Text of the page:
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Newsletter VP-5 Status of Crew Remains! Newsletter

Killed In Action        January 12th, 1962        Killed In Action


  • Message from Bob Pettway   [01DEC2007]
  • Message from Bob Pettway   [29NOV2007]

  • Killed In Action Forwarded by Bob Pettway

    Patty (Kozak) Masciantoni granted permission to post the following mail...

    Sent: Friday, November 30, 2007 8:17 AM

    Subject: It's time for us to band together for the LA-9 cause!

    To the LA-9 family members:

    All of us have been bound together for 46 years...twice the lifetime of some of the crewmembers of LA-9. We have spent our lives thinking about those we lost -- fathers, brothers, uncles and shipmates. My father, CDR Norbert John Kozak, was the pilot. Each of us has our own memories of the five-year period from the time the aircraft was lost until it was located by such an unusual chain of events. We thought we had closure at that time, and then we found out that in 2001, more remains lay on the glacier in Greenland. For me, and I suspect for all of you, that brought back so many painful memories.

    We journeyed together to bring them home, and it was a long, hard fight. It took years to convince the Navy to bring back those we honor, and I felt such gratitude towards the leader of that expedition and those who went with him. They did their jobs and completed their task.

    I am grateful beyond words to Bob Pettway. It was due to him that we have all remains back in the United States. Bob's leadership is the reason that all of you were found and that I'm asking you for help.

    We need to come together again in force so that the remains in Hawaii can be joined with those in the common grave in Arlington National Cemetery (section 46, plot #754). Otherwise, this will languish for years to come. This is unacceptable for our loved ones and for you.

    For some reason which is incomprehensible, the division of the Army that is responsible for Arlington is not going to allow the disinterrment of the remains in the common grave. They include Anthony Caswick, Joseph Reeneberg, John Brown, Alan Millette and Grover Wells.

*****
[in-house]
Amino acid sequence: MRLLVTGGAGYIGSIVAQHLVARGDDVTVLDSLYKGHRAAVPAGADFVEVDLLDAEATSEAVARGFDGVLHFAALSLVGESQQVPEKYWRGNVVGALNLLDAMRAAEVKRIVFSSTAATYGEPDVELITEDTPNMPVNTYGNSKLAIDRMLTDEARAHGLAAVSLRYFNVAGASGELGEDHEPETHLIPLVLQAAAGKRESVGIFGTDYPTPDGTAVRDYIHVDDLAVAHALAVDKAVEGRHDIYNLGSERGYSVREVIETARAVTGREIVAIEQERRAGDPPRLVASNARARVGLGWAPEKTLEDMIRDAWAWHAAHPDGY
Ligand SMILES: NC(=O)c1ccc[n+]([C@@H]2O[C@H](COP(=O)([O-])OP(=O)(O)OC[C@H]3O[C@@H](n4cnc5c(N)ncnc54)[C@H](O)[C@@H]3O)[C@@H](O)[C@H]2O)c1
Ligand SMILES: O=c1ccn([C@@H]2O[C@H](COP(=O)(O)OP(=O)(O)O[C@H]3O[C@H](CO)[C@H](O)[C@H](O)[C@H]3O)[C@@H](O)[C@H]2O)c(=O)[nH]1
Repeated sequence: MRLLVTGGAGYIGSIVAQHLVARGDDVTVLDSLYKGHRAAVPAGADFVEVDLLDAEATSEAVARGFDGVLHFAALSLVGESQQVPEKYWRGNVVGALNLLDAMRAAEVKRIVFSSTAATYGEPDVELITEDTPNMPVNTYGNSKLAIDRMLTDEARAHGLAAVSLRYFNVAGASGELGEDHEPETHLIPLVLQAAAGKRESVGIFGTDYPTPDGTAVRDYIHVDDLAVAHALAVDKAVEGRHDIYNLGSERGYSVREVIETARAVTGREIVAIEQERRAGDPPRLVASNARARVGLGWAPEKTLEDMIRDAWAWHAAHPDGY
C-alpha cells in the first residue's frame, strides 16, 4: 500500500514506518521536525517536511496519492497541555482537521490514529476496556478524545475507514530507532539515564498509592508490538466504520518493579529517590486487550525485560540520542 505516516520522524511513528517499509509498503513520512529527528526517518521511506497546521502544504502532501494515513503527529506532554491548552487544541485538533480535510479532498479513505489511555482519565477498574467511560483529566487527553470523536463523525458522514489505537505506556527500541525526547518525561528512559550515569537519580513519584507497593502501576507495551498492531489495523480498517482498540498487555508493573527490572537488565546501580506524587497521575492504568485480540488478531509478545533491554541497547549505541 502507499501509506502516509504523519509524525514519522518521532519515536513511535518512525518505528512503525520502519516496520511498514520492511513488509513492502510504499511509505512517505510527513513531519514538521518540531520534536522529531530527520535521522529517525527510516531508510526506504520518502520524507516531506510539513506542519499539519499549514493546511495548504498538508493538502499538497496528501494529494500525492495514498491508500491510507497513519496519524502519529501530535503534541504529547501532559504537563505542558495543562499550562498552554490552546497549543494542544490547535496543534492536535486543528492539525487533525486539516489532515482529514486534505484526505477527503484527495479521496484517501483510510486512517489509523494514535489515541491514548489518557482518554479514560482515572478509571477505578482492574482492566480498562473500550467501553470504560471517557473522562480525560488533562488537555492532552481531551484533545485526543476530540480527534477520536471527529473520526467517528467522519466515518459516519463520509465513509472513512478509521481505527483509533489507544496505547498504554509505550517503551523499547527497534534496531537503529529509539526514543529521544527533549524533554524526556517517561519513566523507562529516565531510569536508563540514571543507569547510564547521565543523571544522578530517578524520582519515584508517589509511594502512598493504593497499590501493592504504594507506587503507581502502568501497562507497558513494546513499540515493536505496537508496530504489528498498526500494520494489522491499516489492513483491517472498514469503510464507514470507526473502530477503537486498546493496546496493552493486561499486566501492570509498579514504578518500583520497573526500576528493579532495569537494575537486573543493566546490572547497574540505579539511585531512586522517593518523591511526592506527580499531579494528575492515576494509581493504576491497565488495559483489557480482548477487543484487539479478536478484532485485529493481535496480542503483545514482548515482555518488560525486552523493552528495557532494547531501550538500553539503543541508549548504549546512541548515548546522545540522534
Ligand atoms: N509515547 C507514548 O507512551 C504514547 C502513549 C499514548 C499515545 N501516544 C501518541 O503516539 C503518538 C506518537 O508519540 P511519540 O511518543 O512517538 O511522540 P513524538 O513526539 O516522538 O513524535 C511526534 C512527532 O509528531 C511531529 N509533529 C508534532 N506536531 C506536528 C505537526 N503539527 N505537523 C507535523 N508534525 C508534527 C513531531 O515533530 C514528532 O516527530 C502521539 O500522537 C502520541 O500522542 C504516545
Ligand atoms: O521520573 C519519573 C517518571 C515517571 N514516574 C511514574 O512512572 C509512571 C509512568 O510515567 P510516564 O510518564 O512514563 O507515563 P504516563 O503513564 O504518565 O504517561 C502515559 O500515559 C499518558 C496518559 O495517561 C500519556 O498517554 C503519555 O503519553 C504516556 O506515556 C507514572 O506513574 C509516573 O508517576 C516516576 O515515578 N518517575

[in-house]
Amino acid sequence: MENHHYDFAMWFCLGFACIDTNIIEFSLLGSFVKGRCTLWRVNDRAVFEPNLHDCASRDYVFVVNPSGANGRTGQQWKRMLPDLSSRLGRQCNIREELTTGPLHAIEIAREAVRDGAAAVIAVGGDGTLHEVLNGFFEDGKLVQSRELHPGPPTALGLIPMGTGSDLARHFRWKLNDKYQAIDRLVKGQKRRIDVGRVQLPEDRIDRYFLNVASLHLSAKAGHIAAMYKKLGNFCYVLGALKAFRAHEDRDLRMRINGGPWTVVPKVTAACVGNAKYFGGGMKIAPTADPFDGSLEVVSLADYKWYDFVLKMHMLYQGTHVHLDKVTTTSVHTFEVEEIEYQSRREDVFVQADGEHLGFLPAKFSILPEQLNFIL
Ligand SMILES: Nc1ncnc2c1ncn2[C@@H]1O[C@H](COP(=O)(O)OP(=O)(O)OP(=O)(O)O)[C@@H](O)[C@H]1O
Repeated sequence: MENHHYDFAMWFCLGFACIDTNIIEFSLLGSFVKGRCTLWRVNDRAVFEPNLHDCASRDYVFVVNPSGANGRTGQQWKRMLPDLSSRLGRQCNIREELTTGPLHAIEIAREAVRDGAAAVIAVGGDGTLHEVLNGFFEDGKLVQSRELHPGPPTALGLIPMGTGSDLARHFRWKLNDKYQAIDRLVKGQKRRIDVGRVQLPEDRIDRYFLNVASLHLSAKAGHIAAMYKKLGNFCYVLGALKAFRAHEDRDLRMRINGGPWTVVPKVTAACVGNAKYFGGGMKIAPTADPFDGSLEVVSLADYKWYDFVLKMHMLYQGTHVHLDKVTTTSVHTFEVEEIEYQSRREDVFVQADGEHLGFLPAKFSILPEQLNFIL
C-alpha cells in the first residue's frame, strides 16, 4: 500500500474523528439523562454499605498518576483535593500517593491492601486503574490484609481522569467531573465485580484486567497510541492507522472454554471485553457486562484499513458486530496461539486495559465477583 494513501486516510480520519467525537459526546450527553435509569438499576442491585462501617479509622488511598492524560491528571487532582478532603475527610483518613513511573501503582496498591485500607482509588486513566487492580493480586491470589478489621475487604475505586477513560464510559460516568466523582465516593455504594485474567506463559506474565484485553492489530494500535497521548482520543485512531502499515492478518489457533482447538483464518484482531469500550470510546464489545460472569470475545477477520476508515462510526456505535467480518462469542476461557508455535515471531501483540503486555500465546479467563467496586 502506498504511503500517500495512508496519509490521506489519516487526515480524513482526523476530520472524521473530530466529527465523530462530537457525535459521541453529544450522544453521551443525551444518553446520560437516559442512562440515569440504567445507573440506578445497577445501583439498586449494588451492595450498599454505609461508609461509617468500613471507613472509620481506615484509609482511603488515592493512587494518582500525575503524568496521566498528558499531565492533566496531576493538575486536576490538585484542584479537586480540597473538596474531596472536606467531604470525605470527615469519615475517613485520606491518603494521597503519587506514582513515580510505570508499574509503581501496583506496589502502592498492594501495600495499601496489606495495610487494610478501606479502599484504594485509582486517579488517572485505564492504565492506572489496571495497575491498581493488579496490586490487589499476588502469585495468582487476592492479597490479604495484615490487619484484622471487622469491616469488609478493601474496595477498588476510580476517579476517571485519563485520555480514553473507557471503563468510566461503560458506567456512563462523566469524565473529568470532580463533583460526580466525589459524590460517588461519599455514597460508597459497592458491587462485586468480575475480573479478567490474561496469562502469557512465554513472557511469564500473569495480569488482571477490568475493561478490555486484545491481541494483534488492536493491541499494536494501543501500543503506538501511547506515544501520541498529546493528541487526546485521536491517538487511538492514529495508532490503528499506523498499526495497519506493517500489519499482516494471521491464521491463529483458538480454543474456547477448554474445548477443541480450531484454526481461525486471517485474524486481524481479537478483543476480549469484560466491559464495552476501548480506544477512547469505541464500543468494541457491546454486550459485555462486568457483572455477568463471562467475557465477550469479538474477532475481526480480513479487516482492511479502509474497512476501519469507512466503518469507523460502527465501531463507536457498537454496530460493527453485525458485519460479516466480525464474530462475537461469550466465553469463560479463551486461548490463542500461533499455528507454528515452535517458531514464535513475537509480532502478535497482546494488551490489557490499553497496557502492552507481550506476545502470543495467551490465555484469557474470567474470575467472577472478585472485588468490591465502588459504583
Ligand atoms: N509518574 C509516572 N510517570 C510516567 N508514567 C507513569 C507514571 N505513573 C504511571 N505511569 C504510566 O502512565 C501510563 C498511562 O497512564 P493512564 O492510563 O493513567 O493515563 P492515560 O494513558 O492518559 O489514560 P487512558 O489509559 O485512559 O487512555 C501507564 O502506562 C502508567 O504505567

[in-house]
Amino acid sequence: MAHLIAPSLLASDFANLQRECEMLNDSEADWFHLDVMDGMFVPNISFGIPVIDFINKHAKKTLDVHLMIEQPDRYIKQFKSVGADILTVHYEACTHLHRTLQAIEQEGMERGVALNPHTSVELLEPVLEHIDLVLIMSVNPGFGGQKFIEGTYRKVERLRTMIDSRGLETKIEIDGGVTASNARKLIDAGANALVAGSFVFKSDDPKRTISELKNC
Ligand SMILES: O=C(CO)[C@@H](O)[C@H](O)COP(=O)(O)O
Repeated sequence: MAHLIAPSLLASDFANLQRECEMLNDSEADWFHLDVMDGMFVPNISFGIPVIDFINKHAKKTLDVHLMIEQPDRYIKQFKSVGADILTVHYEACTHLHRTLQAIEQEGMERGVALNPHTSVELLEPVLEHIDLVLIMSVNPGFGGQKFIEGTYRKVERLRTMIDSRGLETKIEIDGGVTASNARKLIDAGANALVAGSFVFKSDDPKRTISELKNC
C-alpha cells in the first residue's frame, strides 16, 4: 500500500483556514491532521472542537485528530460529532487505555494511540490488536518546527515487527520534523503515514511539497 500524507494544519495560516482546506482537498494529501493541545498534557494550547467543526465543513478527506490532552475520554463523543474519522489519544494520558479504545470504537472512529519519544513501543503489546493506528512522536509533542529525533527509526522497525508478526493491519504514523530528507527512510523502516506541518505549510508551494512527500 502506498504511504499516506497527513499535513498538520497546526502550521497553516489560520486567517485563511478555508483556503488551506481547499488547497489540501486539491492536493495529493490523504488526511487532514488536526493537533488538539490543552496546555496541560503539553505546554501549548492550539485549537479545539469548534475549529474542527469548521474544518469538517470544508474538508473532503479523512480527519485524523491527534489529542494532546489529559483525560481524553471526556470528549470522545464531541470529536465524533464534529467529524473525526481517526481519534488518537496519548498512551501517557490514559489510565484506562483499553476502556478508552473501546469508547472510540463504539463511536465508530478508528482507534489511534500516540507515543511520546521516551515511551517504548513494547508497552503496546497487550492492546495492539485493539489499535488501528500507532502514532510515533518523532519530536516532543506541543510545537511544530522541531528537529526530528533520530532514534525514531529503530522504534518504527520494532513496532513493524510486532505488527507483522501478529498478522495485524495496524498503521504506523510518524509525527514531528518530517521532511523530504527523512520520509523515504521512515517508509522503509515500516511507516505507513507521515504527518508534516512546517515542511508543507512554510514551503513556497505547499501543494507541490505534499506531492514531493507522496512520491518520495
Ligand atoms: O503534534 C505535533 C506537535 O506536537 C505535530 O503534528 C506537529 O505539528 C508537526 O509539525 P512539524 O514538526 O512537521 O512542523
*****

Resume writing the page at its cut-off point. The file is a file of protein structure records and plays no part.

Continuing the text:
How much longer will this go on?

    At the bottom of this email, I am sharing with you the letter I sent to Mr. Metzler, the superintendent of Arlington, and his response to me. Look at the dates on the letters. The remains in Greenland were recovered in August 2004, and we're almost in 2008!

    We must band together to get this done, and it's essential that we do this as a group.

    Will you please take an hour or less and write to Mr. Metzler. Identify yourselves as a family member of LA-9 and insist that the Army allow the laboratory in Hawaii to complete their task. Be specific about your relationship to the crew. He must know that we will not give up until those five families have the option of burying all remains of their family members. Please take the time in the next couple of days to do this.

    If we do not see results by the first of the year, the next step will be to write to your senators and congressional representatives.

    It is only if we show resolve that this will happen. We need Mr. Metzler to understand that we will NOT go away. The difficult part has already happened. This is the final piece.

    I plan to contact Senator Bill Nelson (D-Florida) in the next few days to ask for his help as well.

    Here is the latest information from Ken Terry in an email to Bob Pettway, but understand that this should have been resolved in 2004:


      My boss is attending a Mortuary Conference this week and will bring this issue up to specifically address Navy's concerns, as well as, to address some of Army's reluctance to authorize the disinterment. We are trying to stay out of the legal arena, if at all possible, and will offer a propose 'Memorandum of Agreement' for Army's consideration. Basically, the proposal outlines very stringent criteria which must be met in order for disinterment of Navy Group Remains, which we can fulfill for the propose LA-9 Group Disinterment. If Army bulks on this offer, then we will forward the issue to SECNAV via N-1, Assistant Secretary of the Navy (Manpower & Reserve Affairs) (ASN(M&RA)) and the Office of the Judge Advocate of the Navy (OJAG) for action/resolution. We are prepared to forward the package to SECNAV next week, if Mr. Wardlaw's efforts are not successful at the conference.


    Please, let's don't wait any longer. I pray that we will all come together for this. Please let me know if there is anything I can do to help you with your letter.

    Patty Masciantoni

    Mr. John C. Metzler, Jr.
    Arlington National Cemetery
    Arlington, Virginia 22211

    Dear Mr. Metzler:

    My father, CDR Norbert John Kozak, is buried in Arlington. At least, I believe that most of his remains are there. The rest of his remains may be in the Central Identifica­tion Laboratory in Hawaii, awaiting final burial along with other members of his crew that died on January 12, 1962 in Greenland, as they were patrolling the Denmark Strait for Russian submarines during the Cold War.